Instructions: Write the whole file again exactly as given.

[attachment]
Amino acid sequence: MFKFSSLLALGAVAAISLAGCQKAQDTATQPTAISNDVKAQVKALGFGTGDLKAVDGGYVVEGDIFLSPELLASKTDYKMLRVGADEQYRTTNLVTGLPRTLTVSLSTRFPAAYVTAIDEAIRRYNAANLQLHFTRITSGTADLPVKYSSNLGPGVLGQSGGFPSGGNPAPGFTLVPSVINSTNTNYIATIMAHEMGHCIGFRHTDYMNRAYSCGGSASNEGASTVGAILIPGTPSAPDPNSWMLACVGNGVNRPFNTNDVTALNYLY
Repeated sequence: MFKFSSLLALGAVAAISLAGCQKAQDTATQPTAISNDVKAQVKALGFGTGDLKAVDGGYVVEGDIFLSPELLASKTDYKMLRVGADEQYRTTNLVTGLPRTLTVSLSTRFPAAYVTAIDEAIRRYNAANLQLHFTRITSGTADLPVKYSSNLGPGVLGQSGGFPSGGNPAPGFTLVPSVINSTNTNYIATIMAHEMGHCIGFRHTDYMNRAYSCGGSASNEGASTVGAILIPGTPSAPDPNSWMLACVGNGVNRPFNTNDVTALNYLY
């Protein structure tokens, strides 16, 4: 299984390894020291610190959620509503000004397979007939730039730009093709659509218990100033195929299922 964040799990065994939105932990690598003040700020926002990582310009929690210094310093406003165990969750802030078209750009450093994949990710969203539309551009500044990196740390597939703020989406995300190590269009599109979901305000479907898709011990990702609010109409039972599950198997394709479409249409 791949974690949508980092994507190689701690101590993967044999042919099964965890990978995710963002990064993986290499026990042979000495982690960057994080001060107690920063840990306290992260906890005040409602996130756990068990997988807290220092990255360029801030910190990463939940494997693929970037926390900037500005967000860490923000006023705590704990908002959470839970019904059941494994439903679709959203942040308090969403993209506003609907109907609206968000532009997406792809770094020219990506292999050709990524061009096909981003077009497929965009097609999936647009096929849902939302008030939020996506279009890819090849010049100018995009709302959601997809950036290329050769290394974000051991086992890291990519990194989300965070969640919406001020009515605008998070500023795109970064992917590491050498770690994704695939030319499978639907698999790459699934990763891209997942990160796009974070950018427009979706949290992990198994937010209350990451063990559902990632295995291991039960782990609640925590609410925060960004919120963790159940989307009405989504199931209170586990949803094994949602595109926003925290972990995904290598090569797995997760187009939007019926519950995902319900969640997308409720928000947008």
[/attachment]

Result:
Amino acid sequence: MFKFSSLLALGAVAAISLAGCQKAQDTATQPTAISNDVKAQVKALGFGTGDLKAVDGGYVVEGDIFLSPELLASKTDYKMLRVGADEQYRTTNLVTGLPRTLTVSLSTRFPAAYVTAIDEAIRRYNAANLQLHFTRITSGTADLPVKYSSNLGPGVLGQSGGFPSGGNPAPGFTLVPSVINSTNTNYIATIMAHEMGHCIGFRHTDYMNRAYSCGGSASNEGASTVGAILIPGTPSAPDPNSWMLACVGNGVNRPFNTNDVTALNYLY
Repeated sequence: MFKFSSLLALGAVAAISLAGCQKAQDTATQPTAISNDVKAQVKALGFGTGDLKAVDGGYVVEGDIFLSPELLASKTDYKMLRVGADEQYRTTNLVTGLPRTLTVSLSTRFPAAYVTAIDEAIRRYNAANLQLHFTRITSGTADLPVKYSSNLGPGVLGQSGGFPSGGNPAPGFTLVPSVINSTNTNYIATIMAHEMGHCIGFRHTDYMNRAYSCGGSASNEGASTVGAILIPGTPSAPDPNSWMLACVGNGVNRPFNTNDVTALNYLY
């Protein structure tokens, strides 16, 4: 299984390894020291610190959620509503000004397979007939730039730009093709659509218990100033195929299922 964040799990065994939105932990690598003040700020926002990582310009929690210094310093406003165990969750802030078209750009450093994949990710969203539309551009500044990196740390597939703020989406995300190590269009599109979901305000479907898709011990990702609010109409039972599950198997394709479409249409 791949974690949508980092994507190689701690101590993967044999042919099964965890990978995710963002990064993986290499026990042979000495982690960057994080001060107690920063840990306290992260906890005040409602996130756990068990997988807290220092990255360029801030910190990463939940494997693929970037926390900037500005967000860490923000006023705590704990908002959470839970019904059941494994439903679709959203942040308090969403993209506003609907109907609206968000532009997406792809770094020219990506292999050709990524061009096909981003077009497929965009097609999936647009096929849902939302008030939020996506279009890819090849010049100018995009709302959601997809950036290329050769290394974000051991086992890291990519990194989300965070969640919406001020009515605008998070500023795109970064992917590491050498770690994704695939030319499978639907698999790459699934990763891209997942990160796009974070950018427009979706949290992990198994937010209350990451063990559902990632295995291991039960782990609640925590609410925060960004919120963790159940989307009405989504199931209170586990949803094994949602595109926003925290972990995904290598090569797995997760187009939007019926519950995902319900969640997308409720928000947008």